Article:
Is anyone born to play a superhero?
Andrew Garfield thinks he is.
"Peter Parker is skinny. He's neurotic. He fumbles and stumbles... I am Peter Parker," declared the 30-year-old US-born British actor.
"I always was Peter when I was growing up. I was always the outsider kid, always bullied. I always want to have more strength and power.
"I have to relate to Peter, otherwise I shouldn't be taking the job."
He is, of course, referring to his big-screen alter-ego Spider-Man, the Hollywood breakout role Garfield reprises in The Amazing Spider-Man 2, opening here May 1.
This time, the beloved web-slinger runs the gauntlet as the company Oscorp sends up a slew of super-villains against him, affecting his life and his relationship with girlfriend Gwen Stacy (Emma Stone).
Putting on Spider-Man's iconic mask two years ago placed Garfield, a then-unknown actor from the independent film circuit who appeared in The Social Network (2010), on the map.
When he was in Singapore last month to promote the sequel as well as participate in Earth Day activities, he told M that he wasn't prepared for the international recognition when he signed on to play Spider-Man.
He said he had a lot of "self-doubt and self-admonishment" when he was shooting the first Spider-Man movie which was released in 2012.
"I kept thinking, 'Do I have the right to be here? Have I earned it? Am I enough for this? Is this role too big for me?'
"I had a lot of fear in the first instalment. I was nervous about whether I was good enough. I just wanted to hide behind the mask."
He shared how like Peter Parker found courage through fear, he too, eventually found his courage and confidence, which made going into the sequel easier.
"I've got to a place where what I am and what I have is enough. I learnt not to criticise myself and be worried about the outcome. Just to do your best," he said.
"I'm older now too. I might as well enjoy the opportunity of representing Spider-Man, someone whom we can all project our hopes and dreams onto. That's empowering."
Garfield is certainly embracing the famous Spider-Man quote - "with great power comes great responsibility". His eyes lit up when he talked about how playing Spider-Man allowed him to meet many young people and help influence them.
"I don't see myself as a role model. I just see myself as a person trying to do his best, just like everyone, just like Peter who may be a hero but he still screws up and struggles all the time.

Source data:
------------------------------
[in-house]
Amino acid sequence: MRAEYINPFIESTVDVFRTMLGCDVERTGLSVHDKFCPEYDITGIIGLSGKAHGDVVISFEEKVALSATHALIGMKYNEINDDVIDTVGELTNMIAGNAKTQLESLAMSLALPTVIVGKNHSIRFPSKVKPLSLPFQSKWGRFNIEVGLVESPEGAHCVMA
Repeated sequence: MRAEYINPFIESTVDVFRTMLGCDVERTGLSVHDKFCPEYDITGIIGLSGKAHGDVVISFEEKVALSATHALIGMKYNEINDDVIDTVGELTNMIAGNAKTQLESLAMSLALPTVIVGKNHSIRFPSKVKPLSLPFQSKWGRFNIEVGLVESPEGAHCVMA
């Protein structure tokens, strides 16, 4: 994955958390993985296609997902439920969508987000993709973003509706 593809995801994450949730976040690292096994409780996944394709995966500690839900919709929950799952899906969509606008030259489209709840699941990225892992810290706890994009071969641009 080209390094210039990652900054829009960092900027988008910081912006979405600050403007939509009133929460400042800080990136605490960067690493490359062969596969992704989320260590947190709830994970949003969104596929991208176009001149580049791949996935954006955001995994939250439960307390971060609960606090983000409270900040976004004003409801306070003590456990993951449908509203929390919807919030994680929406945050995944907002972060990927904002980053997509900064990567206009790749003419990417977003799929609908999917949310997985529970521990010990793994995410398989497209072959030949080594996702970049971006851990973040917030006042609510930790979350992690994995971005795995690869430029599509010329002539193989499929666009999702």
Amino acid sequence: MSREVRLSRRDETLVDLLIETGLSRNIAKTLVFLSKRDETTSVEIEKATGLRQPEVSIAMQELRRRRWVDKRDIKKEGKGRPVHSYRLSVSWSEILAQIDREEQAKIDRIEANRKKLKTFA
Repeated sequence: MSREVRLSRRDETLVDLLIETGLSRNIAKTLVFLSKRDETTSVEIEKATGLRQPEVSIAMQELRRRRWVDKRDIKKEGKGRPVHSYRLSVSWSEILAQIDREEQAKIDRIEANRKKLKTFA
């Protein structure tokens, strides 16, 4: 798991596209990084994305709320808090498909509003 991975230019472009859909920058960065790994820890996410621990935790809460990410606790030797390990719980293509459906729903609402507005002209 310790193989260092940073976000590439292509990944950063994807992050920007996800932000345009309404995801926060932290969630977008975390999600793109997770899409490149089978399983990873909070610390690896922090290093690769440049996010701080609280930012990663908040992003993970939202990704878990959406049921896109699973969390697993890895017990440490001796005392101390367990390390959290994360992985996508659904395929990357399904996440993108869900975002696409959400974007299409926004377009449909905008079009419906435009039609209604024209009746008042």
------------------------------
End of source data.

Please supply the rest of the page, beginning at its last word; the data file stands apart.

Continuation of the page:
"That being able to stand up after you stumble is the most powerful thing about Peter Parker, and that's important for young people to know, that it's okay to be imperfect."
Garfield's newfound confidence probably also stems from the fact that The Amazing Spider-Man was a huge box-office hit, grossing over US$752 million (S$940 million) worldwide.
Judging from the early reviews and box-office forecast from entertainment trade website Box Office Mojo, this follow-up is likely to do as well or even better.
Garfield and his castmates Stone and Jamie Foxx, who plays main villain Electro, have been doing their part by plugging their movie in China, Singapore, Japan and various European cities such as London, Paris, Rome and Berlin.
These obligatory duties have taken a toll on Garfield.
"You just start to get bored of it. You get sick of your own voice, your own answers, but you also want to give everyone all the energy you have. It's hard," he said, though clarifying that he was not tired of talking about Spider-Man but rather answering questions about himself, which he said was "uncomfortable and unnatural".
What frustrates him most is when people ask about his personal life, primarily about his real-life romance with Stone.
"There is this thinking where people assume they have the right to intrude into your personal life just because you're an actor. That's not true.
"I don't talk about my personal life. I won't confirm or deny anything because my life is mine."
He said: "It's not my business that people see me as a star. I'm just an actor who gets to play a role that I love. Peter Parker is just one of those roles."
This article was published on April 23 in The New Paper.
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